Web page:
RR: That is the big picture.  Did you know, for instance, that they are injecting poisons very deep into the Earth?  There is an area of waste disposal they call “deep injection” disposal.   That method is so dangerous, to the water table and perhaps the equilibrium of the crust… we are doing some very dumb things, without knowing what we’re doing.

We do the same thing with ourselves.  We don’t go deep, we’re afraid of darkness, we are afraid of holes, afraid of anything that will take us away from the sun side.  This is occurring on a global level.

LRYou have been called a “shaman” in the art world.  Have you studied shamanism and other spiritual traditions?

RR: I did study shamanism.  Shamanism is very close to how I feel about the Earth, and animals, and plants, and the interconnectedness of everything.  The seamlessness of being, which is reflected in Zen also.

What I really like about it is that it is also so creative.  Every person who drums and journeys can create, on a spiritual level, their own work of art.  The journeys were astonishing and really connect you to the Earth.

LRIn Pangean Dreams you use some truly evocative, almost primordial sounds, sung and chanted.  I was shocked to hear your speaking voice after the performance because it is so soft in contrast.

RR: The kinds of sounds I began producing were sounds I never knew I had.  For decades I thought I had no voice at all, just a rather, small, faint voice.  When I began to drum, I began to chant, and I became aware of vocal possibilities that just happened in trance.  I’ve incorporated some of them into my work.  This exemplifies the range we each have, which we almost never tap into except on the most superficial levels.  To me, the potential of each person on the creative levels of art, sound, movement and so on are… well, it’s almost like manure for the Earth!  Compost!  You put it back in.  Such creativity is healing and nourishing, and this is the best of us.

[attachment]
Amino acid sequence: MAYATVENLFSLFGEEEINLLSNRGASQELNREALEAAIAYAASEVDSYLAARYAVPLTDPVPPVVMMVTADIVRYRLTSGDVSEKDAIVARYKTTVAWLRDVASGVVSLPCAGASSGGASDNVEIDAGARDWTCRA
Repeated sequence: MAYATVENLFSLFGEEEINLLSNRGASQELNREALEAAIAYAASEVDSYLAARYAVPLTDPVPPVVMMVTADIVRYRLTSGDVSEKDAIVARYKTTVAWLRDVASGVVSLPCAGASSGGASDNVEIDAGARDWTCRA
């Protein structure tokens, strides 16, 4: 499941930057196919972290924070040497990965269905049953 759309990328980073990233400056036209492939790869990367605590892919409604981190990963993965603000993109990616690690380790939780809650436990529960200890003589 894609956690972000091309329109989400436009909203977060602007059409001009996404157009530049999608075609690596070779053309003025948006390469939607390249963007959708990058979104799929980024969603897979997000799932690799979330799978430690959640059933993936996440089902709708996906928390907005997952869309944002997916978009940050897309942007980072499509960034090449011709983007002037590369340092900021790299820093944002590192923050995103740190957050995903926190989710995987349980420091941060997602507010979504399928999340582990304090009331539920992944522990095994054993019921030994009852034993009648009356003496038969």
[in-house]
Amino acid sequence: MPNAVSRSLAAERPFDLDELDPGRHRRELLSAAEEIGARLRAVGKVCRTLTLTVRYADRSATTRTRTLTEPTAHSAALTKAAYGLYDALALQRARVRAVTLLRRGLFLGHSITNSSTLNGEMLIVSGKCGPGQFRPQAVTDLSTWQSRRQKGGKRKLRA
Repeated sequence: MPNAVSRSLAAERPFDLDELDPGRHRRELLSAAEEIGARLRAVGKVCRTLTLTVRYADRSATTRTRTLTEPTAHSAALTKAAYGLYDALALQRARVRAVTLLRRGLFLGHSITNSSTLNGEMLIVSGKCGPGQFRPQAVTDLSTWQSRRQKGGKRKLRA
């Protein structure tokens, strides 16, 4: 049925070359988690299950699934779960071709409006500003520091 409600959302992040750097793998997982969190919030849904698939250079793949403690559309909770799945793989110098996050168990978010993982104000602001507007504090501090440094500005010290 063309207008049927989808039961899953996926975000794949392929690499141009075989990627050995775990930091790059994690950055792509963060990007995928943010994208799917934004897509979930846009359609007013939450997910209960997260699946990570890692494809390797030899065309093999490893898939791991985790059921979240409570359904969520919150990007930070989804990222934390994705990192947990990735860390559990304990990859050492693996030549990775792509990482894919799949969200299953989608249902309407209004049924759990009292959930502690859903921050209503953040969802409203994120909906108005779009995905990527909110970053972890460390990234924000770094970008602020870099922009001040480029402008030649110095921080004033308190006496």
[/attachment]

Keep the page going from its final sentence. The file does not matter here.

A group of Tibetan monks came to UCLA recently.  In their chants they use a voice that actually is a chord, covering two or three notes at the same time.  They create a resonance that is very potent.  I had been creating those voices; I discovered them on my own, just by chanting them.  I did not know that there was a Tibetan order using this as their discipline.  If I can do it, anybody can do it.  It’s just a question of allowing the body to become available to channeling these forces because these forces are available to us.  The problem is we’re so skimpy and stingy, so timid about asking.  The Universe is willing to give; it’s there for the asking.

When I work, I feel that ‘seamlessness‘ very much, because half of the time I don’t know where the ideas actually come from.  They come in all kinds of forms.  An idea can be formed in a sound, or in a very articulate kind of language… but it’s all part of the same thing.  This comprehension of holism is very important at this point in time.  I think it is also very important to the planet for us to be able to think in those terms.

LRWhat is shamanism?

RR: Historically it is one thing.  Contemporary views and practices are a bit different.  It is an Earth and magical spiritual discipline predating any of the organized religions.  Usually, shamans are found in small communities.  A person, man or woman, emerges as a shaman in different ways, either individually or as descendants of a family of shamans.  They may learn the teaching from their elders, but many are also spontaneously called to the profession.  Usually, that call is painful and has to do with illness, some kind of trauma, an accident, whatever.  Because of this experience, new kinds of perceptions spontaneously emerge.

A shaman is one who has the skill to move between worlds, at will.  This is, I think, something to be made very clear: the shaman is not someone who is possessed, who like many mediums or “trance channels” is unconscious.  A shaman has the skill to go wherever she or he wants to go and can switch transpersonal realities at will.  They have the ability to make a bridge.  If a soul is lost, or ill, they will make the journey to heal in some way.  And some of them are not healers.  Some of them are just magicians who manipulate other forces in ways that are sometimes very self-serving.  It depends on the person.

LRHow do you relate this to art?

RR: When people ask me “are you a shaman”, I always say no.  As for the artist being a shaman, well, semantics.  Some may think so, some may not.  Those artists who feel they are acting as “go-betweens” may feel themselves to be within that tradition.  Sometimes that is what I feel – like a go-between, and I facilitate from that stance.

LRMany artists I have spoken to talk about some process outside of themselves that occurs within their creativity, an interface.

RR: That’s what I mean by a go-between or a facilitator.  A person who interprets the chaotic and unformed forces, putting them into a form that can be absorbed and shared.   Because there is always the face of the Medusa and people must protect themselves against that.

LRThe Medusa?